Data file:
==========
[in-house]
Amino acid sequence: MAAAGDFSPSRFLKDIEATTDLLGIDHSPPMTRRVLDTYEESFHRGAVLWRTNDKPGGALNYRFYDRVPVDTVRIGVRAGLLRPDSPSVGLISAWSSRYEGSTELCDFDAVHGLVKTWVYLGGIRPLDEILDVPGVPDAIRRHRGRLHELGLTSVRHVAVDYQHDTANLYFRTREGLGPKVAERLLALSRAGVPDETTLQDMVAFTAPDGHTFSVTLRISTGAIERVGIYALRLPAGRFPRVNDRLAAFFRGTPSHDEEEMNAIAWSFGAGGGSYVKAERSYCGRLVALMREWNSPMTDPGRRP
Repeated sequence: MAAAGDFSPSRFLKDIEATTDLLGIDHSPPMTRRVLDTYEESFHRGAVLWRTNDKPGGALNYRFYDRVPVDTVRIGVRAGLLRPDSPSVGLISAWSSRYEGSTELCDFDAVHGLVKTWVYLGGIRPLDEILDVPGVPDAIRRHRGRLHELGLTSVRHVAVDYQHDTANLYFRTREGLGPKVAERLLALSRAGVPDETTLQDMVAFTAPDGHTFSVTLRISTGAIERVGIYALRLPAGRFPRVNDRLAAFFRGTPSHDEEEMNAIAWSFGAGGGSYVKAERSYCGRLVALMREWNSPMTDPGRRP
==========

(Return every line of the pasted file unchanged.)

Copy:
[in-house]
Amino acid sequence: MAAAGDFSPSRFLKDIEATTDLLGIDHSPPMTRRVLDTYEESFHRGAVLWRTNDKPGGALNYRFYDRVPVDTVRIGVRAGLLRPDSPSVGLISAWSSRYEGSTELCDFDAVHGLVKTWVYLGGIRPLDEILDVPGVPDAIRRHRGRLHELGLTSVRHVAVDYQHDTANLYFRTREGLGPKVAERLLALSRAGVPDETTLQDMVAFTAPDGHTFSVTLRISTGAIERVGIYALRLPAGRFPRVNDRLAAFFRGTPSHDEEEMNAIAWSFGAGGGSYVKAERSYCGRLVALMREWNSPMTDPGRRP
Repeated sequence: MAAAGDFSPSRFLKDIEATTDLLGIDHSPPMTRRVLDTYEESFHRGAVLWRTNDKPGGALNYRFYDRVPVDTVRIGVRAGLLRPDSPSVGLISAWSSRYEGSTELCDFDAVHGLVKTWVYLGGIRPLDEILDVPGVPDAIRRHRGRLHELGLTSVRHVAVDYQHDTANLYFRTREGLGPKVAERLLALSRAGVPDETTLQDMVAFTAPDGHTFSVTLRISTGAIERVGIYALRLPAGRFPRVNDRLAAFFRGTPSHDEEEMNAIAWSFGAGGGSYVKAERSYCGRLVALMREWNSPMTDPGRRP